TinyDuino shrinks the Arduino, retains its flexibility
The popular open-source Arduino microcontroller has been implemented in countless projects worldwide, and this very success has led the hacker community to create several smaller and cheaper alternatives to the Arduino, such as the Digispark. TinyDuino continues in this miniaturization trend but, crucially, does so while promising to retain all the flexibility of its illustrious forbear.
TinyCircuits hacker-in-chief Ken Burns was prompted to create the TinyDuino based on his feeling that the Arduino and Arduino LilyPad were, as much as he loved them, often too big and expensive for use in smaller projects. Therefore, he set about creating a smaller version of an Arduino which maintained the key benefits of expandability and power.
TinyCircuits actually offers two models: the TinyDuino and TinyLily Mini. The former is probably the biggest draw, and is based on an Arduino Uno, but is smaller than a U.S. quarter at just 20 x 20 mm (0.78 x 0.78 inches). It is this model which boasts the most flexibility, as it supports the use of TinyShields – small, stackable boards which contain modules such as Bluetooth and Wi-Fi.
"Just like on the standard Arduino platform where you can plug in expansion shields to add more features, the TinyDuino allows expansion by using TinyShields," explains Burns. "Whether you want to add communication capabilities (like Bluetooth, Wi-Fi, USB), the ability to read sensors (like temperature and humidity), drive a display or run motors for your swarm of tiny robots – there is a shield for that."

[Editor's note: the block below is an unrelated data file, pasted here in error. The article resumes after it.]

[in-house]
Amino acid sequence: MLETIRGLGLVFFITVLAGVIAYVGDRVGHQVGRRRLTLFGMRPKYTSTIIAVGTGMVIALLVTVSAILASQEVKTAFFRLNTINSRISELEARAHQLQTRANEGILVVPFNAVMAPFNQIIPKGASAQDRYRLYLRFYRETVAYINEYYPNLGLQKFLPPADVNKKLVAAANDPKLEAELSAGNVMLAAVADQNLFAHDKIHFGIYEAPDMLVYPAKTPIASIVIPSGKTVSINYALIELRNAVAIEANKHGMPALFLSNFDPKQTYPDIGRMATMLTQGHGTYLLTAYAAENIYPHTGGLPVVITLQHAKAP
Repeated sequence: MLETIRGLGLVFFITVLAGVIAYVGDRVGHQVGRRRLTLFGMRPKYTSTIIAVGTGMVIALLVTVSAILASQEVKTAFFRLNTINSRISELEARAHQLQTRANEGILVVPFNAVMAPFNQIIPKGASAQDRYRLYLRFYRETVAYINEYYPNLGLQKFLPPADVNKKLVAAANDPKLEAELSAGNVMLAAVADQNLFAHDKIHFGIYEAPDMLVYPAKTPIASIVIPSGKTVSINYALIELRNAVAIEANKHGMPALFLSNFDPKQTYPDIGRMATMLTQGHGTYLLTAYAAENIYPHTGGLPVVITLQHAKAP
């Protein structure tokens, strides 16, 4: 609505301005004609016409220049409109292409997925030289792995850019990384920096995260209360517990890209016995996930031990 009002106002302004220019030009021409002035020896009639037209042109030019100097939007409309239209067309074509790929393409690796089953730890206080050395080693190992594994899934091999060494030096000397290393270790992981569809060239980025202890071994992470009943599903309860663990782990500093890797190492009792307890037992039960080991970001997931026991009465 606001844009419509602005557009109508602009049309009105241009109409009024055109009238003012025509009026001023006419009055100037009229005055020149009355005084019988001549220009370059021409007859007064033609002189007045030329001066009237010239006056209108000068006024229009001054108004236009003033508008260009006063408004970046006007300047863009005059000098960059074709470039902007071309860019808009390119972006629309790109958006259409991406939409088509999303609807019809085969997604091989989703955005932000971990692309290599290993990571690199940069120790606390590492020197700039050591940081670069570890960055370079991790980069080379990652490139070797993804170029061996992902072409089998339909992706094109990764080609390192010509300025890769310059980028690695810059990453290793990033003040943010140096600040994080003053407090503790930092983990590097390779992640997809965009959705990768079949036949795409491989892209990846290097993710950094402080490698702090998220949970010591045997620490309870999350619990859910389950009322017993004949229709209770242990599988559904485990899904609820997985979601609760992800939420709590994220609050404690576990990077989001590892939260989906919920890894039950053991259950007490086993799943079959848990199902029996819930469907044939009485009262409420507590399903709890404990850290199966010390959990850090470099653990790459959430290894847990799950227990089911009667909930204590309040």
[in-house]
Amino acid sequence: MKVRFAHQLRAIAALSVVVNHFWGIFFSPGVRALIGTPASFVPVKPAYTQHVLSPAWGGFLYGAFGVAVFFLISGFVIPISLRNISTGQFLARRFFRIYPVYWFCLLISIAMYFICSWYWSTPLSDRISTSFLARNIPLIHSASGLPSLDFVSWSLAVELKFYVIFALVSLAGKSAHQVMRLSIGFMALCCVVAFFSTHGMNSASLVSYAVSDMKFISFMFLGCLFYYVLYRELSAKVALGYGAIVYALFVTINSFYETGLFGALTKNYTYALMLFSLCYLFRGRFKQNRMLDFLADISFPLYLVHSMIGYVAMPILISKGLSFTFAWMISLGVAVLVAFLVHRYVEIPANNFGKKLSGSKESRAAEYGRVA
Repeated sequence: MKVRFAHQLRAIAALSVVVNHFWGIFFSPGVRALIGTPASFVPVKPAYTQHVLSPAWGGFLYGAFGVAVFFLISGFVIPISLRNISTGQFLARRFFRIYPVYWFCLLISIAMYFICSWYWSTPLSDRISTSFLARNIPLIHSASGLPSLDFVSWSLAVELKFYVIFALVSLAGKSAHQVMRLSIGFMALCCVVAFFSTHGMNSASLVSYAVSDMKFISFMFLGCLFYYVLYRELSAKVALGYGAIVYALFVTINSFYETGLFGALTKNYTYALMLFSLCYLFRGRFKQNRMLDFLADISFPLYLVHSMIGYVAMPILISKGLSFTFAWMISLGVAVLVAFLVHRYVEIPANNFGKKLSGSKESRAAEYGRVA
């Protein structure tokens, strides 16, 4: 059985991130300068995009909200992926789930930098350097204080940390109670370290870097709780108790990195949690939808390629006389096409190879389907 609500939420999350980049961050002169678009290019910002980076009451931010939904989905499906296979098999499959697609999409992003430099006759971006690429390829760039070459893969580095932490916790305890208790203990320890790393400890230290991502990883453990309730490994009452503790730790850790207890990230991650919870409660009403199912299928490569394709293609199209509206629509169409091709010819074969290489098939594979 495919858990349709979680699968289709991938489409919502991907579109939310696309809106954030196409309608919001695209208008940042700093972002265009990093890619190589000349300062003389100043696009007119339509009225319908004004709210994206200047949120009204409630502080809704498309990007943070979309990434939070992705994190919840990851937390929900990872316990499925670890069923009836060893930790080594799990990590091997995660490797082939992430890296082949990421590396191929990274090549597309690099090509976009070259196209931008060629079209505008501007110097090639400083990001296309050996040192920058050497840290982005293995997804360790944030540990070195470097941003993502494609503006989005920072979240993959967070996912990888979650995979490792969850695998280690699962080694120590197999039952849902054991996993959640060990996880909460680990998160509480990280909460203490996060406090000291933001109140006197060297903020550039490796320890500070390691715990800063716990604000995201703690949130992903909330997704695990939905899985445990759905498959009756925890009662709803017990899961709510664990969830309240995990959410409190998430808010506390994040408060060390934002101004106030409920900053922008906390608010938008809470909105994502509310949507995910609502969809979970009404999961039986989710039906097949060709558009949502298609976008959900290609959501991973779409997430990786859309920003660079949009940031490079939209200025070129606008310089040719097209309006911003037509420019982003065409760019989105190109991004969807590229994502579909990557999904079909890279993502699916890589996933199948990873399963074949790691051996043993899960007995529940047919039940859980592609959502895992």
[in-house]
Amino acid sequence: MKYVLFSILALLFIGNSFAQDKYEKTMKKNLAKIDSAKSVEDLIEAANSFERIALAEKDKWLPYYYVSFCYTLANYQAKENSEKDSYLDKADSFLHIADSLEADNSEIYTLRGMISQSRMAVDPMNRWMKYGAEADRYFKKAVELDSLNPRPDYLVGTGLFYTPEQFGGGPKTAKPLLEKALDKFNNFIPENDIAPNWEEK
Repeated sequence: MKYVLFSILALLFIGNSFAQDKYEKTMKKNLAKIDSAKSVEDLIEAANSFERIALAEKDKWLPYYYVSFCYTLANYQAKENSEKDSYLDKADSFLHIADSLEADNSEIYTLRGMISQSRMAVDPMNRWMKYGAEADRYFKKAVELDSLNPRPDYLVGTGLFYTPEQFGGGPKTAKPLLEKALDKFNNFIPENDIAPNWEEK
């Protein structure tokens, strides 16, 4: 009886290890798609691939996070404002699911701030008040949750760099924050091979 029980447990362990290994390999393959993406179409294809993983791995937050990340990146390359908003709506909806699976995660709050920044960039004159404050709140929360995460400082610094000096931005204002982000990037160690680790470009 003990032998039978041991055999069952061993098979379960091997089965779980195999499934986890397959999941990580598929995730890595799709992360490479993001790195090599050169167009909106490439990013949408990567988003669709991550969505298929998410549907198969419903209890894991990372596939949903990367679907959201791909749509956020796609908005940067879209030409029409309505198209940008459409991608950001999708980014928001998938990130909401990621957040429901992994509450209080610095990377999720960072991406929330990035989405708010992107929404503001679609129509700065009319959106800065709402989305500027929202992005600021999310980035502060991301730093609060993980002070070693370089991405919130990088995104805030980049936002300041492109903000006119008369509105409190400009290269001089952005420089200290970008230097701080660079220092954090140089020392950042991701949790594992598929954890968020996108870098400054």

The cheaper and even more diminutive TinyLily Mini is based on the Arduino LilyPad, and measures only 14 mm (0.55 inches) in diameter. While TinyLily Mini doesn’t support TinyShields, it does sport a range of peripherals designed by TinyCircuits which include a USB Adaptor, LED Board and Motor Driver. Further to this, the TinyLily Mini is washable and contains sew tabs to allow it to be used in e-textile projects.
Both TinyCircuits boards can be plugged into a computer and programmed with the Arduino IDE (integrated development environment), and Burns states that his creation is as easy to use as the Arduino, with only minor differences between them. Burns further posits that his boards could be just what’s needed for designers who wish to create devices related to the Internet of Things.
The TinyDuino Kickstarter project has exceeded its goal of US$10,000, with 19 days still remaining. There are several price points available for potential backers, the cheapest being $20 for a TinyLily Mini kit, with USB adapter.
The promo video below features TinyDuino's pitch.